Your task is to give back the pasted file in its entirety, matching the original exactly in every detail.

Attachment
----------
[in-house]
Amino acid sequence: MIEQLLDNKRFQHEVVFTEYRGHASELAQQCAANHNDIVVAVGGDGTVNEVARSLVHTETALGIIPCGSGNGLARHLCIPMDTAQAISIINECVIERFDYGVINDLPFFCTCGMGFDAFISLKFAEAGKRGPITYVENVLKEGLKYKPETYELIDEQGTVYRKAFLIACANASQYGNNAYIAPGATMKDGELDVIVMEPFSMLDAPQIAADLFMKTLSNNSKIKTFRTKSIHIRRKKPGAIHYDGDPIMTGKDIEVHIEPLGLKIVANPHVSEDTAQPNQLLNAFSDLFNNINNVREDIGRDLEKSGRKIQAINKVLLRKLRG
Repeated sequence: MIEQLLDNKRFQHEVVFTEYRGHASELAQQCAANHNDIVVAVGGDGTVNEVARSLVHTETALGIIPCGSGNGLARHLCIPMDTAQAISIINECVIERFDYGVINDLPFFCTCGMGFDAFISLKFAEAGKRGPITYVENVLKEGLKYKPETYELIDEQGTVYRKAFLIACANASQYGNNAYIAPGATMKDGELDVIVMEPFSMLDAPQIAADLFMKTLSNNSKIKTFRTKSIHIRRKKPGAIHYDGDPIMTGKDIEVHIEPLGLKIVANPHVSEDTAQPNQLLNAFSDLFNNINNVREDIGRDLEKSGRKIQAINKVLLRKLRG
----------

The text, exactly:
[in-house]
Amino acid sequence: MIEQLLDNKRFQHEVVFTEYRGHASELAQQCAANHNDIVVAVGGDGTVNEVARSLVHTETALGIIPCGSGNGLARHLCIPMDTAQAISIINECVIERFDYGVINDLPFFCTCGMGFDAFISLKFAEAGKRGPITYVENVLKEGLKYKPETYELIDEQGTVYRKAFLIACANASQYGNNAYIAPGATMKDGELDVIVMEPFSMLDAPQIAADLFMKTLSNNSKIKTFRTKSIHIRRKKPGAIHYDGDPIMTGKDIEVHIEPLGLKIVANPHVSEDTAQPNQLLNAFSDLFNNINNVREDIGRDLEKSGRKIQAINKVLLRKLRG
Repeated sequence: MIEQLLDNKRFQHEVVFTEYRGHASELAQQCAANHNDIVVAVGGDGTVNEVARSLVHTETALGIIPCGSGNGLARHLCIPMDTAQAISIINECVIERFDYGVINDLPFFCTCGMGFDAFISLKFAEAGKRGPITYVENVLKEGLKYKPETYELIDEQGTVYRKAFLIACANASQYGNNAYIAPGATMKDGELDVIVMEPFSMLDAPQIAADLFMKTLSNNSKIKTFRTKSIHIRRKKPGAIHYDGDPIMTGKDIEVHIEPLGLKIVANPHVSEDTAQPNQLLNAFSDLFNNINNVREDIGRDLEKSGRKIQAINKVLLRKLRG